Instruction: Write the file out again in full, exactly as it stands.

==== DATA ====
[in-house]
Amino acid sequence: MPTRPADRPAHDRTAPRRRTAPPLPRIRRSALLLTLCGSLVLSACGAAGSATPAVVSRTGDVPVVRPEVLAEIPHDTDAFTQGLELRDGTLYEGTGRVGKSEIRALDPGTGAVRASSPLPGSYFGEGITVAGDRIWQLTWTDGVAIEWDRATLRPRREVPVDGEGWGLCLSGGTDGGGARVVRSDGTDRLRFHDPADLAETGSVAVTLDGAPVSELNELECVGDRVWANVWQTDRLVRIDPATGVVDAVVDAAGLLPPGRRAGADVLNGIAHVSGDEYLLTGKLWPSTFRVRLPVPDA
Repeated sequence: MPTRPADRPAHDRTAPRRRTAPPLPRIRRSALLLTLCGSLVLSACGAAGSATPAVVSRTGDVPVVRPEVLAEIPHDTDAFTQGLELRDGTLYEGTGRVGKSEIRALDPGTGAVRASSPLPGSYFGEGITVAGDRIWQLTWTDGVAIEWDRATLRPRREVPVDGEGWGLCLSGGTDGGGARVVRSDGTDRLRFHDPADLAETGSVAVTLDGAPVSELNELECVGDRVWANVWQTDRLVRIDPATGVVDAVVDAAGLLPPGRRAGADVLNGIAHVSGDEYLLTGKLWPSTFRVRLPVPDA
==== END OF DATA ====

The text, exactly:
[in-house]
Amino acid sequence: MPTRPADRPAHDRTAPRRRTAPPLPRIRRSALLLTLCGSLVLSACGAAGSATPAVVSRTGDVPVVRPEVLAEIPHDTDAFTQGLELRDGTLYEGTGRVGKSEIRALDPGTGAVRASSPLPGSYFGEGITVAGDRIWQLTWTDGVAIEWDRATLRPRREVPVDGEGWGLCLSGGTDGGGARVVRSDGTDRLRFHDPADLAETGSVAVTLDGAPVSELNELECVGDRVWANVWQTDRLVRIDPATGVVDAVVDAAGLLPPGRRAGADVLNGIAHVSGDEYLLTGKLWPSTFRVRLPVPDA
Repeated sequence: MPTRPADRPAHDRTAPRRRTAPPLPRIRRSALLLTLCGSLVLSACGAAGSATPAVVSRTGDVPVVRPEVLAEIPHDTDAFTQGLELRDGTLYEGTGRVGKSEIRALDPGTGAVRASSPLPGSYFGEGITVAGDRIWQLTWTDGVAIEWDRATLRPRREVPVDGEGWGLCLSGGTDGGGARVVRSDGTDRLRFHDPADLAETGSVAVTLDGAPVSELNELECVGDRVWANVWQTDRLVRIDPATGVVDAVVDAAGLLPPGRRAGADVLNGIAHVSGDEYLLTGKLWPSTFRVRLPVPDA